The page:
Increase Your Speed Reserve
Running a marathon using speed variations is valuable. Imagine running the marathon without cracking and with all the pleasure of doing it below your average speed for almost 2/3 of the race. If you always train in the same way using traditional lactate thresholds, using the same plans and same MAS (10% and 25% above your average marathon speed), you will never succeed in being able to vary your speed in a marathon. If you condemn yourself to always running at the same speed, it will induce the deleterious effects. Indeed, you will have neglected the power of your “electric” motor and your metabolism will be like a diesel, but without the turbo.
MAS = Maximum Aerobic Speed
If you are unable to achieve a top speed that is twice that of your average marathon speed, you will take the start every time, hoping that you can maintain the same monotonous constant speed. However, the human metabolism is an ultra-precise machine and the physiological responses within a given effort can have exponential effects beyond the linear tendencies of drift (for example: temperature). These effects may lead to sudden and dramatic changes, such as when your hybrid battery empties and you can no longer maintain the pace. This phenomenon is simply the result of a “catastrophe” based on the theory of catastrophes founded by the French mathematician René Thom in the 1960s. The term “catastrophe” refers to the place where a function suddenly changes shape and has sudden variations (the famous “butterfly effect”).
To avoid the “catastrophe” in the sense of experiencing a drop in speed or even abandoning the race, you must increase your safety margin in terms of power reserve. But there is no need to increase your power (force × speed), or start lifting weights, but simply to train in acceleration and deceleration. Indeed, we must remember that force is a product of power and that it is itself the product of mass by acceleration.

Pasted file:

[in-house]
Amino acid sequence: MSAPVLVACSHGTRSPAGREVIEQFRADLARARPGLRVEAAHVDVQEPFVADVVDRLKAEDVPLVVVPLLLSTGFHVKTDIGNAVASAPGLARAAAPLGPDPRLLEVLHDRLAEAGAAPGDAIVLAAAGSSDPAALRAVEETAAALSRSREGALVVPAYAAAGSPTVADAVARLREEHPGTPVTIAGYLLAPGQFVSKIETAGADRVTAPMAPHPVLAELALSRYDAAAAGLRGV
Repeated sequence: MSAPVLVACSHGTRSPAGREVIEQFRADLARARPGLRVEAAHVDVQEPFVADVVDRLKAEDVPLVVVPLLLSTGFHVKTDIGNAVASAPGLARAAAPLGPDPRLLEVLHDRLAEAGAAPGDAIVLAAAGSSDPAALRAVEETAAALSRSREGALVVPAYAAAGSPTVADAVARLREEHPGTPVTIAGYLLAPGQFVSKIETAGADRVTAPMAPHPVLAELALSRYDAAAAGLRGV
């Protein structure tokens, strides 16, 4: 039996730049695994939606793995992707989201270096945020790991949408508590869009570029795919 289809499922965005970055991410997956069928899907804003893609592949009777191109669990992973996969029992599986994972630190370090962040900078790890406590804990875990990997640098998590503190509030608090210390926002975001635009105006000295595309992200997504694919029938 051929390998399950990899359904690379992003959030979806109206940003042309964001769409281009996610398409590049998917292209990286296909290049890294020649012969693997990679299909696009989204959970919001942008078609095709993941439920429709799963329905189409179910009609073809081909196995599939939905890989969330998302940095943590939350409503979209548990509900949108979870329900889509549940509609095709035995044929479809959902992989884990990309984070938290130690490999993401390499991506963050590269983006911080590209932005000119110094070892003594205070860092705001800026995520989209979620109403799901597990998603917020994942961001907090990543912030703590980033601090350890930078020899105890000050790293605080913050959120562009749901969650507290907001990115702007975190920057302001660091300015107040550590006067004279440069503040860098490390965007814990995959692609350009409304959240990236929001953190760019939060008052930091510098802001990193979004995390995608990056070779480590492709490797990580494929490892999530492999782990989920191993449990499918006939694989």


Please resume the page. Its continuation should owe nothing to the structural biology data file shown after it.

It is sufficient to understand that:
◗ Power = Force × speed ◗ Force = mass × acceleration ◗ Acceleration = ΔV / Δt that is the speed variation over time Δ is the symbol for a “change” in something Power is proportional to the cube of the running speed and inversely proportional to the amplitude of the stride (stride length). Force is related to the change of speed. Think of increasing your speed reserve as gaining a marathon safety margin and therefore an increased power reserve. Your muscles will be working at a lower percentage of their maximum power (force-speed of contraction). To achieve this, you must practice accelerations. In traditional interval-training, the goal is to run at constant speeds. We recommend skipping constant speed running. If you do run at a constant pace, do it by changing stride lengths. Therefore, one of the keys to setting your PRs is first to increase your power (speed and maximum acceleration). Once you increase your power, you will run more comfortably, better control your marathon speed and be able to recognize and then apply your optimal speed variation. You will no longer run to maintain a speed, but to maintain a feeling of racing intensity which is the feeling of an “average” effort on the marathon. The feeling of a sustained average effort is rather that of the half-marathon, on which one can apply the same race strategy. Below, on the 10 km for example, we must accept to “suffer” as this race is both long and intense. To run faster over long distances, running fast for 10 and 30 seconds is necessary to increase your speed reserve and marathon safety margin. It is better to have a large reserve of power rather than trying to maintain a high percentage of your MAS by being so-called “enduring”.